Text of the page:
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The next IAF Children and Youth Aikido Seminar will be held in the Netherlands in November. To share best practices, we thus kickstart a series of articles with this first feature on the running of an Aikido program for children by Filippin Renato shihan and his wife Amadea Thoma at their dojo in St. Gallen, tucked in the mountainous region of Switzerland.

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Renato Filippin shihan started Aikido in 1963. His first sensei were Masahiro Nakazono sensei and Nobuyoshi Tamura sensei. Between 1968 and 1971, he trained under T.K. Chiba sensei in England and was promoted to shodan by Tamura sensei in 1971. Renato shihan also has had affiliations with, and was a student of Hiroshi Tada sensei and Ikeda Masatomi sensei. He was present at the founding meeting of the Swiss Aikikai in 1969 and served as Swiss Aikikai’s Technical Secretary from 2001 to 2006. He established Aikikai St. Gallen in 1971, which is one of the most successful dojos whithin Aikikai Switzerland. Filippin shihan is also the official Aikido teacher of the University St. Gallen and holds regular seminars in several universities in Germany and in other parts of Europe.

Since 2007, with his wife Amadea Thoma sensei, he has been running an Aikido children’s group in St.Gallen, currently comprising 100 children. The children’s group was presented to Waka sensei during his visit to St. Gallen in September, 2014.

Vanessa Radd: Can you begin by sharing with us about your experience in launching children’s classes at your dojo? How did it come about?

Renato Filippin: I started the children’s class in 2007 with my wife, Amadea Thoma sensei. I had tried once to do it alone in 1984, but I was probably not ready to take on such a challenge in those days. With the woman-man combination as teachers, it proved to be a very successful partnership for us over the last 10 years.

In 2007, we started with just two children; at that time we decided to start the class for 7 year-olds. The group doubled almost every 4-6 months and due to the fact that our dojo has only 100m2 of tatami, it was a matter of time that we had to start a second group. Also, we very quickly found it very difficult to organize the training in a way that would suit children of different ages in one class. Therefore, after only 1 ½ years, we decided to split the class into different age groups.

Also, many parents kept on asking us if we could run a class for younger children of below 5 years of age. We never had the intention to do this because my wife and I never wanted to teach a “kindergarten”. But the interest from the parents was very high, so one day we said: “Okay, if you can organize 6 children for a class, we can start a class for this age group.” Two weeks later, we had 12 children from 4-7 years of age. This resulted in us having classes for three age groups: 4-7 years, 7-10 years, and above 10 years.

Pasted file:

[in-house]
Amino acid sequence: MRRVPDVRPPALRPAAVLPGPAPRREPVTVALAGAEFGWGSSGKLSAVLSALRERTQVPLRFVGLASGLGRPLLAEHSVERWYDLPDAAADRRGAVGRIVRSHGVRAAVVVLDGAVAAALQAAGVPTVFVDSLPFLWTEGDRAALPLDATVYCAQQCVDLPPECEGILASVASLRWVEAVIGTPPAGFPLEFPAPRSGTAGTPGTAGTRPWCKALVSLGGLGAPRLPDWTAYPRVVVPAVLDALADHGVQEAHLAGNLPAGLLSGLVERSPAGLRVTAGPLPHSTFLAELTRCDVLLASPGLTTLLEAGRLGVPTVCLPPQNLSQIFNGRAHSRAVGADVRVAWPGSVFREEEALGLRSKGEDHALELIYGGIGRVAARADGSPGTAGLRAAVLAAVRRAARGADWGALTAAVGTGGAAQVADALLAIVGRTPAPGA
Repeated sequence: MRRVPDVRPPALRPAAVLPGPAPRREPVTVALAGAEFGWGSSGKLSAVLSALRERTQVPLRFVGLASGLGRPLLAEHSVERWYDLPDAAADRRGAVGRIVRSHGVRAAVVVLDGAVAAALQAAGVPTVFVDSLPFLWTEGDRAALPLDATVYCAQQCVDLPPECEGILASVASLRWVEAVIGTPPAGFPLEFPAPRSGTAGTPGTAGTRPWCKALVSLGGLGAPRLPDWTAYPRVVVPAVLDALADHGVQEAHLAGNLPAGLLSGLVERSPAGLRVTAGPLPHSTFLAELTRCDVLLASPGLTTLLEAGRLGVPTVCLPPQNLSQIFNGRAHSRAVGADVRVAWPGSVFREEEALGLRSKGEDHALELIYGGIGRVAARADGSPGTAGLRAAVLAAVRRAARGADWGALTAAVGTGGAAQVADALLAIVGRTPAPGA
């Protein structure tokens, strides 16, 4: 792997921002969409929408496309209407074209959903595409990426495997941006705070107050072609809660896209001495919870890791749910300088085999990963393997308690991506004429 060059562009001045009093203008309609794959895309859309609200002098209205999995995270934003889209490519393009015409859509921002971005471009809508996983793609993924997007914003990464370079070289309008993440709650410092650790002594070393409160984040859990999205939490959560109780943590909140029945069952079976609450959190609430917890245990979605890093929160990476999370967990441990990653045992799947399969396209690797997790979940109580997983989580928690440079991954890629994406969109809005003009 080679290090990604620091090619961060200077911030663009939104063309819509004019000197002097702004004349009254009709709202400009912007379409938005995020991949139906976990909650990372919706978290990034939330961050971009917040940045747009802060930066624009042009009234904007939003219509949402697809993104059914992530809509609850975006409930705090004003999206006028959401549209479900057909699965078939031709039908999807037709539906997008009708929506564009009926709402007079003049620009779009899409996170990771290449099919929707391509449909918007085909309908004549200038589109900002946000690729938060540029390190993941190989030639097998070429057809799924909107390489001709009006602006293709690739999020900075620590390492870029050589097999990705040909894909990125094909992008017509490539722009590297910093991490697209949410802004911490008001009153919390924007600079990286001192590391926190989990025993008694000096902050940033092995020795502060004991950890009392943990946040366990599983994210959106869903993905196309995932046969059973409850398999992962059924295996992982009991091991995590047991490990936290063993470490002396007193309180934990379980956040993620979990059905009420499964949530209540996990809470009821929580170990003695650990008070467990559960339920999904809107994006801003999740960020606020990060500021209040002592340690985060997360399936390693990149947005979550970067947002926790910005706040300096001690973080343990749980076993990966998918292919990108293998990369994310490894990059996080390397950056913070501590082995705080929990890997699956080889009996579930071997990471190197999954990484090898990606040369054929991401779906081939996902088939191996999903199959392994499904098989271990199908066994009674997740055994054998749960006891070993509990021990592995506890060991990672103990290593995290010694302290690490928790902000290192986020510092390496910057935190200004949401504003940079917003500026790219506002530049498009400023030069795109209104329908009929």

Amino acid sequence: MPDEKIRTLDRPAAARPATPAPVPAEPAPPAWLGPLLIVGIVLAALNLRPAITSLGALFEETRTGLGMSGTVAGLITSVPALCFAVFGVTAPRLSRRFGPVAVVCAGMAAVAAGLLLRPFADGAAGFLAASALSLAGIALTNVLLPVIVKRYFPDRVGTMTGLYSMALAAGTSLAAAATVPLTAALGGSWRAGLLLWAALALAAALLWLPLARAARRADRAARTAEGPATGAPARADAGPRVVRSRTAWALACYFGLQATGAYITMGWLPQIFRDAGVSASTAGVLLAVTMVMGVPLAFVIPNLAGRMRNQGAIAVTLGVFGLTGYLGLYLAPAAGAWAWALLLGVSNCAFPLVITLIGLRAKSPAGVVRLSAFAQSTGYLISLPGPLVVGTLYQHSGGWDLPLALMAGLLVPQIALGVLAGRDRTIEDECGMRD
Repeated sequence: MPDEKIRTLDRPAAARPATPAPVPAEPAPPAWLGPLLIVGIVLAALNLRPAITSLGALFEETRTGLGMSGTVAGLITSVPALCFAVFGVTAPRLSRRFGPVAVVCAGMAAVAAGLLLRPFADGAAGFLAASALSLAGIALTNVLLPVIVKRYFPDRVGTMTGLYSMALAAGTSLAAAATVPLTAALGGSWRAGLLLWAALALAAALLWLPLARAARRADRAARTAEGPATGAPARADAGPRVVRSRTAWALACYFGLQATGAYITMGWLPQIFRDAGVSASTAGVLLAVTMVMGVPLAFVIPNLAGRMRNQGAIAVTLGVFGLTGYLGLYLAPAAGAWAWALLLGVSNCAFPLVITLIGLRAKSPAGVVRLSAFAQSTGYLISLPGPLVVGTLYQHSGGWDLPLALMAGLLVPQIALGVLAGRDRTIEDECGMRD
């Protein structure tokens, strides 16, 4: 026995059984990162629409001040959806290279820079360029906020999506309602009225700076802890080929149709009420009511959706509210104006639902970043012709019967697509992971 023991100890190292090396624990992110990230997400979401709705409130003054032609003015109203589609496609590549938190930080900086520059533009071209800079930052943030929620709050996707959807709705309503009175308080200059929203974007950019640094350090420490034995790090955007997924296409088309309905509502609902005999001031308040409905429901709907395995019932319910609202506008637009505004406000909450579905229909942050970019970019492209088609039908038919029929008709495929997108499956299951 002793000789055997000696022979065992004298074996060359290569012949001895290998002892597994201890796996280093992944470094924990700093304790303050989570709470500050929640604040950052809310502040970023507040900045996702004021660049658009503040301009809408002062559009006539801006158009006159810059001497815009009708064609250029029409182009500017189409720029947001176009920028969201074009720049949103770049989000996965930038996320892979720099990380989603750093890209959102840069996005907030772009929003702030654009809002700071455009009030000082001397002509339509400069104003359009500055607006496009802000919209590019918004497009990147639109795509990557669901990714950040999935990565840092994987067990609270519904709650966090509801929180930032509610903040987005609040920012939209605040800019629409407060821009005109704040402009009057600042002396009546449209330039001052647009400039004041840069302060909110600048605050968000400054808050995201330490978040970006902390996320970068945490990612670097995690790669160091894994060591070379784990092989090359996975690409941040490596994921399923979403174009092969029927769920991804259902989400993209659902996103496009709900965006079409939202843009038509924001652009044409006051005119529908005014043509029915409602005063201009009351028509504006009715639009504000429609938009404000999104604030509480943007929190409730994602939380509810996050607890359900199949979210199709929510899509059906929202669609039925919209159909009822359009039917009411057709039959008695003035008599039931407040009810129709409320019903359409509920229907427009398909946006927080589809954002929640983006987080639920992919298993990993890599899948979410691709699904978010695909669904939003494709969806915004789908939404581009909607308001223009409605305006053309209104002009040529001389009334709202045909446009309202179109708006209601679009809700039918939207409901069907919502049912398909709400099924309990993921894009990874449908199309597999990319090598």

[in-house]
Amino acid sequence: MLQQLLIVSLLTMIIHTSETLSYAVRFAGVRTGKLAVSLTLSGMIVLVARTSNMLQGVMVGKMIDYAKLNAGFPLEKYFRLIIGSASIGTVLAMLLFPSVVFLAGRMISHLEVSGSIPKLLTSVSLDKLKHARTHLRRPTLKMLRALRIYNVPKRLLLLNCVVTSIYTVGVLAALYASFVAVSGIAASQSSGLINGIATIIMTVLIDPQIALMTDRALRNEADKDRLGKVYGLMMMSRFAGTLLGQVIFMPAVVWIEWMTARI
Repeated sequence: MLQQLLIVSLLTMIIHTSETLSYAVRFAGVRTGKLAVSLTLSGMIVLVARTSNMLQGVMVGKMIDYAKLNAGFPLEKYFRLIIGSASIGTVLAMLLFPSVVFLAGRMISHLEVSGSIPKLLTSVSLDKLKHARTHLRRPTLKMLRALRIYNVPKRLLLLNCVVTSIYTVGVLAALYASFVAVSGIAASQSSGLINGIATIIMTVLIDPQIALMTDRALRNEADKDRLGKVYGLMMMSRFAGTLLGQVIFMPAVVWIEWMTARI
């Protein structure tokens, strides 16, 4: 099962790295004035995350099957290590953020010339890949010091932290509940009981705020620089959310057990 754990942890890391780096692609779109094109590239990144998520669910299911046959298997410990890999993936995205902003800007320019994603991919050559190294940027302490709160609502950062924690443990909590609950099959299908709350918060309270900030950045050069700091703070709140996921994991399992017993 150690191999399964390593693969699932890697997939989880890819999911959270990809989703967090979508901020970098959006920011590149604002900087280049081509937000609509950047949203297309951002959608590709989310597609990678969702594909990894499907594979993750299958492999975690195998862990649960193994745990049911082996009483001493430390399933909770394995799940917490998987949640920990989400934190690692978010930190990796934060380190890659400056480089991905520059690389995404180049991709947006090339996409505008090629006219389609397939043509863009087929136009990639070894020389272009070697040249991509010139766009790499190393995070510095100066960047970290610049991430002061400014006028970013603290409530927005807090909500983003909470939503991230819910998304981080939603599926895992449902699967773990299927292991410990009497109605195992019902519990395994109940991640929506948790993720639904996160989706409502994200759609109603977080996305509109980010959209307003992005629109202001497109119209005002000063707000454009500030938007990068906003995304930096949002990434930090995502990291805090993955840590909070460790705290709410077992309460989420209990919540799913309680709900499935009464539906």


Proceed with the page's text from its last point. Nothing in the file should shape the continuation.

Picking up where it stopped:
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As time passed and the children became older and more advanced, the creation of new classes was inevitable. The ages and the number of children force you to either form new groups or you move into a bigger dojo! But in a city like St. Gallen, the cost for rooms of over 100m2 is so high that it is better to fill a smaller room with several groups over the course of the week. After 10 years at our dojo this resulted in us running 7 groups of children and youth practicing Aikido. In our oldest group (that goes up to 17 years of age), there are already some who are preparing themselves for their shodan exam.

Well, this was how we started with the Aikido children’s classes!

Vanessa Radd: Can you share with the readers the principles that you impart in your teaching?

Renato Filippin: My teaching principles and philosophy are in line with what had been transmitted and communicated to me by my teachers from the Aikido teachings of O-Sensei. Second, the connection-unification-harmonious direction is an essential point in my teachings. Third, the transmission of technical skills and precision of the basic movements and spiritual awareness without losing the martial essence of Aikido as a Budo.

Vanessa Radd: What were the challenges when you first started teaching children and does it get better and easier over the years?

Renato Filippin: In the beginning, you have children who practice Aikido for the first time. You have to teach everything from the ground up -- there are no children who can serve as a model for teaching. Over time, the more advanced children can serve as a role model for the new students. For example, the traditional dojo etiquette of bowing when entering the dojo can be more easily accepted by the new students when they have seen the seniors doing it.

Another important aspect is that as an adult practitioner you have to understand that children need other motivations to continue with their practice. It is easier to teach in a group where there are more advanced students than beginners. Of course, it takes a longer time to get there -- by that, I mean to get to a stage where you have at least 20 to 30 children who have been practicing for about two years. After that, it gets easier.

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Vanessa Radd: What challenges in Aikido do you foresee in the future?

Renato Filippin: In the last ten years, we tried to cope with the stagnation we have today in Aikido. We wanted to prove that it is possible to have growth in the dojo by concentrating our efforts on children and youth programs. The increase in membership was not the most important thing for me and my wife but the transmission of ‘life’s principles’ through Aikido practice. When you teach Aikido to children, parents have high expectations of the benefits their children can get out of practicing Aikido. Therefore, it will be quite a challenge in the future as to how we can transmit the true value of Aikido for the benefit of society as well as the personal development of the practitioner over his or her life.

Vanessa Radd: What do you enjoy most about Aikido especially when it comes to teaching children?